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WealthEffect PortfolioTwo Arrows
by WealthEffect Staff

How much to have in stocks?
  WealthEffect Portfolio  
  Four Themes  

The first question you must answer is how much of your money do you want in stocks. To help you in this decision, we have prepared an Investor Worksheet. This worksheet takes into consideration how much you currently have in stocks, bonds and cash. Further, it considers how much more you will be able to invest in the next several years. Finally, for homeowners, it gives some weight to your unrealized profit (your "equity").

The suggested amount of stocks in your portfolio reflects two assumptions:

  • Stocks are more attractive than bonds or cash over time (if you're not investing for the long run, find a new web site)
  • Stocks are less attractive than usual (stock prices have been rising faster than earnings for almost two decades now)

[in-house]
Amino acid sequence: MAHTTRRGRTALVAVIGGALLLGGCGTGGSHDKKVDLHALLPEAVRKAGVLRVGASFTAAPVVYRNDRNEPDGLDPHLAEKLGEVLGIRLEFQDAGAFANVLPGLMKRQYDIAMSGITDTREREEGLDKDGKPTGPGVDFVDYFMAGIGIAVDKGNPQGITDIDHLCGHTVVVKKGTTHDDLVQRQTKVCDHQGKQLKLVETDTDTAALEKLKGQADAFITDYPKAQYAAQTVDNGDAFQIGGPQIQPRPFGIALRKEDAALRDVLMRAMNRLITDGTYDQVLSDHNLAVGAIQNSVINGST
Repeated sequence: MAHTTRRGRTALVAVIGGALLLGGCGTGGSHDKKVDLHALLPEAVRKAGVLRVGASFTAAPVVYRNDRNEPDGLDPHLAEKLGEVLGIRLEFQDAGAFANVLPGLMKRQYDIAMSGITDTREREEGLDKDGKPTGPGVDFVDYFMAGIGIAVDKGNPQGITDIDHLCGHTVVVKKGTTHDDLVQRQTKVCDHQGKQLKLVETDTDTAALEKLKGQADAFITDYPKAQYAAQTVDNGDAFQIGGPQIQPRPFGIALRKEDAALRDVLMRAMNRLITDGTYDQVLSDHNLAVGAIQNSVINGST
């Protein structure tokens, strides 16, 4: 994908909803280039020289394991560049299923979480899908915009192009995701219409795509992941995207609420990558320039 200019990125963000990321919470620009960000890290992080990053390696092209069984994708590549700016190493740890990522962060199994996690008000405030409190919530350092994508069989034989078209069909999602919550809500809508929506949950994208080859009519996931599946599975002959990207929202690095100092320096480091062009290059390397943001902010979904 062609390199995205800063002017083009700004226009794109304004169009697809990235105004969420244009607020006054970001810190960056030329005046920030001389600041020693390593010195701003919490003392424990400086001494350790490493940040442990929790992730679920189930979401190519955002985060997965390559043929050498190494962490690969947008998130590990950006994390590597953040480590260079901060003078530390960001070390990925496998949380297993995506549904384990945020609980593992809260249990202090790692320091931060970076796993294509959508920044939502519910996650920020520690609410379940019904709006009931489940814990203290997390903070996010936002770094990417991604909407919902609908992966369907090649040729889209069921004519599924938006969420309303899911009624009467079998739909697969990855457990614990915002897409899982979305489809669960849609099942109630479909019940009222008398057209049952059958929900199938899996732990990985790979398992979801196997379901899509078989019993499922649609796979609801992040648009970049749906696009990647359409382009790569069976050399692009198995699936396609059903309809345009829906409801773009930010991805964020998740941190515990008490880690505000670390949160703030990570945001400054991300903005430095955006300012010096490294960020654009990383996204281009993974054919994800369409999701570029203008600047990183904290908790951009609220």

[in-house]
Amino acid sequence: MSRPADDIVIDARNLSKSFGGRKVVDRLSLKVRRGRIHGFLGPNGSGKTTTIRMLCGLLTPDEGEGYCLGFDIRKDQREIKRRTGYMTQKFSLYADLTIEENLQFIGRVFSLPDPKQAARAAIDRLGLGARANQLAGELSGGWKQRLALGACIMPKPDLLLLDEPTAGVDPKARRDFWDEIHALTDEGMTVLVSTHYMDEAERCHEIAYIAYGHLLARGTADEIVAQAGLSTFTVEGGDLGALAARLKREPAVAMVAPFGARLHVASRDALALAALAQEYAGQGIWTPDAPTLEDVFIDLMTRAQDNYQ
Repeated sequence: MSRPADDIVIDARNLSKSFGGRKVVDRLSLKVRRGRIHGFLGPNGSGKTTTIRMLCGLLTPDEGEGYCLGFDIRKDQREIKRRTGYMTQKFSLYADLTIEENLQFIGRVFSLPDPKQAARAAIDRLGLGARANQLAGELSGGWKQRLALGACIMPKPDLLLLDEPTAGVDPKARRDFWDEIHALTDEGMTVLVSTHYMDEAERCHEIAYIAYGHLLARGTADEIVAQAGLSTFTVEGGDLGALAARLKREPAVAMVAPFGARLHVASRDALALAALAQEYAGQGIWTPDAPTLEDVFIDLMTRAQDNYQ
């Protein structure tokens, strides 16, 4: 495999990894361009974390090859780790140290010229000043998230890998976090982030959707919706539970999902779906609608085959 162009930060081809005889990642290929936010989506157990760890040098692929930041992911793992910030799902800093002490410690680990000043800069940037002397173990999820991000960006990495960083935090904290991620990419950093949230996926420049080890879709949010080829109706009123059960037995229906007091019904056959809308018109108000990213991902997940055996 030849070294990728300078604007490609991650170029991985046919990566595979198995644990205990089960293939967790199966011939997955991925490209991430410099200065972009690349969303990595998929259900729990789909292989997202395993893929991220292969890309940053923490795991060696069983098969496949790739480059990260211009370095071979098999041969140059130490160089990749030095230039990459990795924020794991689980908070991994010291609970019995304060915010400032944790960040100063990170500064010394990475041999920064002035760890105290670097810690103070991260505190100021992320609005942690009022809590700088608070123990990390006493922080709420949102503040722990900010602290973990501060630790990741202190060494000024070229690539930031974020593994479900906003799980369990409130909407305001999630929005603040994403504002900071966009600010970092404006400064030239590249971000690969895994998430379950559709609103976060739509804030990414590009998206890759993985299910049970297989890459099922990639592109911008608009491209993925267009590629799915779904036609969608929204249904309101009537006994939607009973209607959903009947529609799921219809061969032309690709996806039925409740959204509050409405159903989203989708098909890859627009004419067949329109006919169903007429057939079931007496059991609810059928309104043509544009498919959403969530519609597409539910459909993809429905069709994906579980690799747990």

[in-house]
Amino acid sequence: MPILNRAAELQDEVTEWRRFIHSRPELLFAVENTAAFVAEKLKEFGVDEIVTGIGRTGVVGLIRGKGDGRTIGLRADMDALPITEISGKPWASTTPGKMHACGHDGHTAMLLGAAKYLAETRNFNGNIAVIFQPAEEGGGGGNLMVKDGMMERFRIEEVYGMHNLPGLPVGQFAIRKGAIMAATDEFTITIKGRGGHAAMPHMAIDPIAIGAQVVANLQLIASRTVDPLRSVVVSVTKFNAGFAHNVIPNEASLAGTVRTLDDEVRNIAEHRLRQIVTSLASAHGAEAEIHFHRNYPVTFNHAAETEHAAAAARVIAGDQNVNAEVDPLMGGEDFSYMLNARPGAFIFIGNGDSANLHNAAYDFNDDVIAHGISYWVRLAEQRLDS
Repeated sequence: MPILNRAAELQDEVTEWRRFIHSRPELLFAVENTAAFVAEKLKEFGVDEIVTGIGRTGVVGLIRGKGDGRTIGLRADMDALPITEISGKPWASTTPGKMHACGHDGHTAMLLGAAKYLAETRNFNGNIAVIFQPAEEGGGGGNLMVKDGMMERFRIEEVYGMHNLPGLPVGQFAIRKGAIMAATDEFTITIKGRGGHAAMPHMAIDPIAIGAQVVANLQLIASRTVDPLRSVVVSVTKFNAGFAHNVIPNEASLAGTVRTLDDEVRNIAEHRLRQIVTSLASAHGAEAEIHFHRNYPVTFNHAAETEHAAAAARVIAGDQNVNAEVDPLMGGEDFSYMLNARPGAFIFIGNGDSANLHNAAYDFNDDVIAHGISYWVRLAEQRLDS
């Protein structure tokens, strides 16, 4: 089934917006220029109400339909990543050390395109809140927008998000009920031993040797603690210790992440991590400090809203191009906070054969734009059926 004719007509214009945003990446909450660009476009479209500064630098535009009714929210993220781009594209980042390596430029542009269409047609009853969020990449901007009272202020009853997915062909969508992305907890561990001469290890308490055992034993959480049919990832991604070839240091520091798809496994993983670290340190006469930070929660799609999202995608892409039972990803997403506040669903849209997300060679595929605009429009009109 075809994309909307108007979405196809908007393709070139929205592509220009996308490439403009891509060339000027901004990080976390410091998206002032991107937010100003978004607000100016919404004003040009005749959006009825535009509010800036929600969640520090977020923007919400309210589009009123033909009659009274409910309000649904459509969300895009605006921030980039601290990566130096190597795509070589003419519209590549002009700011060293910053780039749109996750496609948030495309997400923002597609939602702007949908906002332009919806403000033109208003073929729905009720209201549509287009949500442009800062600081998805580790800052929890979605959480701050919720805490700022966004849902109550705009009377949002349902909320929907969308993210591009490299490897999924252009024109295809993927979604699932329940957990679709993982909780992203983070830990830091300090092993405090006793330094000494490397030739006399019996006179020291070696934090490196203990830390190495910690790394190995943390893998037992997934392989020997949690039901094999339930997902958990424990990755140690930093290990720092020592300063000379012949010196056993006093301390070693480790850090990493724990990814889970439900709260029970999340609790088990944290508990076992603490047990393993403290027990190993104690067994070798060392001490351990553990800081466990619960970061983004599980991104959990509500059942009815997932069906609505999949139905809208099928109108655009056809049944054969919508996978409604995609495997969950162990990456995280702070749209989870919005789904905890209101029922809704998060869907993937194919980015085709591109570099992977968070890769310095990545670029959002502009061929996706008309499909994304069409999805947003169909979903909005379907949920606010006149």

The WealthEffect Portfolio is primarily comprised of companies with sustainable competitive advantages and quality managements. This should come as no surprise, since it reflects the recommended investment strategy of WealthEffect.com. There are a few speculations included from the technology group — the thinking here is that, although individual tech companies are speculative, technology in general does have a sustainable advantage in our world. As you will see, the suggested tech companies are dominant players in their industries. (Not all leaders are included, however, since some of them sell at unreasonable P-E multiples.)

The portfolio reflect several themes:

Affordable America — products which represent the best of our culture; a piece of the American Dream which is affordable around the world
  Gray & Pay — an aging and affluent population make healthcare an attractive industry; with the increasing influence of managed care, disproportionate benefits will accrue to those who give the most bang for the healthcare buck  
  The Tech Wave — as indicated earlier, the extraordinary impact of technology will only grow, impacting and improving our lives in ways we can't imagine  
  Financial De-Revolution — the deregulation of our financial system from the restrictions imposed during the Great Depression still have a long way to go; the free market will tend to reward the best and brightest  
Suggestion: Go to Investor Worksheet or to the WealthEffect Portfolio